By Adam Zucker (2019)
During the 1940s, there was a creative zeitgeist between Irving Kriesberg and Jackson Pollock, two proponents of post-WWII Expressionist painting. Pollock's circular painting, aptly titled Circle (c. 1938-41), and Kriesberg's series of 'wheel' paintings (c. 1946-1948) share specific affinities that speak to each artist's interests connecting Expressionism with non-European modes of art.
Within these works, Kriesberg and Pollock employ a visual vocabulary that pays homage to the mystical and emotive energy of pre-Columbian culture, Mexican Modernism, and Jungian psychology. There are allusions to alebrijes (whimsical creatures from Mexican folk art c.1940s) and deities from the Mesoamerican pantheon like the feathered serpent god Quetzalcoatl. The shape of the circle is a reference to the cyclical nature of time and importance of the sun in many religious beliefs. It is also symbolic of Swiss psychiatrist Carl Jung's use of the mandala as a universal way to access the subconscious.
Pollock's Circle is a semi-abstract painting that portrays his Surrealist and Mexican Modernist influences. For example, the serpent forms are recognizable symbols from Mesoamerican art. The palette and handling of the paint makes connections to Jose Clemente Orozco, whose murals embody ancient, pre-Colonial, and Modern Mexican culture. Circle was one of the last blatantly figurative images prior to Pollock's development of his signature drip and splatter style, although he returned to the figure in later ink drawings.
Pollock was personally connected to the Mexican Modernist influence on American avant-garde art, although he didn’t actually go to Mexico. In the 1930s, David Alfaro Siqueiros ran an experimental workshop in a studio space in New York City’s Union Square and Pollock was one of his protégés. In his workshops, Siqueiros encouraged material based explorations such as dripping, pouring, and splattering paint onto canvas, which clearly had an impact on Pollock’s signature process of action painting.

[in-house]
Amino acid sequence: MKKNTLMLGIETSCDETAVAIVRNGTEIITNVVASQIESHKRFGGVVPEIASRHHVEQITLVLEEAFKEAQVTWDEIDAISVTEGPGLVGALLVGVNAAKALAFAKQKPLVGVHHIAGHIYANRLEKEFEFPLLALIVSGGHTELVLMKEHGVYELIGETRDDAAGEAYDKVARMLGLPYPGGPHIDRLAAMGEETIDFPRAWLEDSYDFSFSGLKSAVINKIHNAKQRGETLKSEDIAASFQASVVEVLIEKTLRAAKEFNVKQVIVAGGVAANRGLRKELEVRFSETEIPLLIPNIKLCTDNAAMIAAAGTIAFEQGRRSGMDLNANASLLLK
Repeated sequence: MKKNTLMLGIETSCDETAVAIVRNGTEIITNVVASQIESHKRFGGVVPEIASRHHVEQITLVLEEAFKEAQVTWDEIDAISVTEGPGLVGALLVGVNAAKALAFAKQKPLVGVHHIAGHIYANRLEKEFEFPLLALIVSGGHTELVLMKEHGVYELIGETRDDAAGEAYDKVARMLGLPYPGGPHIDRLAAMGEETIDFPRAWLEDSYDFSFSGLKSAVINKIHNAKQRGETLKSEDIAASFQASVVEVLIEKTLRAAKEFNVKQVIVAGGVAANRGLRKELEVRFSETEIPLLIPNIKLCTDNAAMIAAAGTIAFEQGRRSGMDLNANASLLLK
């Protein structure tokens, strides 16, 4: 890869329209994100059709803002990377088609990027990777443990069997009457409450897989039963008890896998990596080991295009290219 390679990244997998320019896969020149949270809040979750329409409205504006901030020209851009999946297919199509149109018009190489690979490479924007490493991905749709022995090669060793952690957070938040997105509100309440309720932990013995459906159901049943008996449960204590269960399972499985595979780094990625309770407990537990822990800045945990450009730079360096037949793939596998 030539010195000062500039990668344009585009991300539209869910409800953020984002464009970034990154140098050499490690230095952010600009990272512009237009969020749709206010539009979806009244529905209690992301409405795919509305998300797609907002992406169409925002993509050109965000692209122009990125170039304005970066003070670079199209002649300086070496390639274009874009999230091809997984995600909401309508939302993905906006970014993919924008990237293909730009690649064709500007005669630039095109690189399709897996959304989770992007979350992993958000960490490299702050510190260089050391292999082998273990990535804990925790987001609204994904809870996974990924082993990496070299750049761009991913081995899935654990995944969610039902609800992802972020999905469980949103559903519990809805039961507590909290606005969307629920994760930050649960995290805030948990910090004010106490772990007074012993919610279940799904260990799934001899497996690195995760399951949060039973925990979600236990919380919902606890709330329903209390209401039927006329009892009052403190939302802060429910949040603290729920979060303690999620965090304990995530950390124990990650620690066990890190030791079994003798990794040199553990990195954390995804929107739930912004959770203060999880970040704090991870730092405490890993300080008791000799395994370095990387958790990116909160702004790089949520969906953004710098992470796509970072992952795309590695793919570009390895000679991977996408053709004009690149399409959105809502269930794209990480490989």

Kriesberg’s connection to the Mexican Modernist movement began when he lived in Mexico from 1941 to 1944. While he acknowledged his status as an outsider, he immersed himself in learning the intricate and sophisticated styles of Mexican Modern art and local indigenous culture. Most notably, he joined Taller de Gráfica Popular, a print workshop populated by artists who were largely active in proletariat, socially engaged politics. His ‘wheels’ series manifested shortly after returning from Mexico, and they show that he clearly still had Mexico on his mind.
The 'wheels' evoke Surrealist and Mexican Modernist aesthetics to depict contorted human, animal, demonic, and angelic figures suspended in mid air across the round picture plane. These figures can be deciphered as a fusion of comic book characters, Greek mythological figures, and Mesoamerican deities. In Angel with Medallion, a being similar to Mictlāntēcutl, the Aztec god of death, is situated within the womb of an angel. In light of World War II, this painting expresses the horrors and indignities of humanity.
The drama and sorrow within Jose Clemente Orozco's Prometheus (1930) is evident in Kriesberg's poignant Profane Love or the Fall of Man (1946) featuring a deposed man whose mortal actions cause his demise.
Orozco was one of Kriesberg's foremost inspirations and the Mexican Muralist's style was a springboard to Kriesberg's own personal style of Figurative Expressionism. Throughout the 1940s, Kriesberg utilized a warm organic palette and abstract cubist forms akin to Mexican Modernism, while constructing his own narratives using Old Testament stories as content.
The concept of Kriesberg's 'wheels' sets them apart from Pollock's "Circle," since Kriesberg considered his paintings to function off the wall, and share a sense of movement akin to animation. A majority of the circular paintings have been altered so that they can rotate on a turntable, thus creating an illusion of sequential motion. These paintings caught the eye of Marcel Duchamp, who was also making circular rotating artwork.
While it is uncertain as to whether Kriesberg and Pollock knew of each other's circular paintings, they exhibited together in 1952 in the landmark show 15 Americans curated by Dorothy C. Miller at the Museum of Modern Art in New York.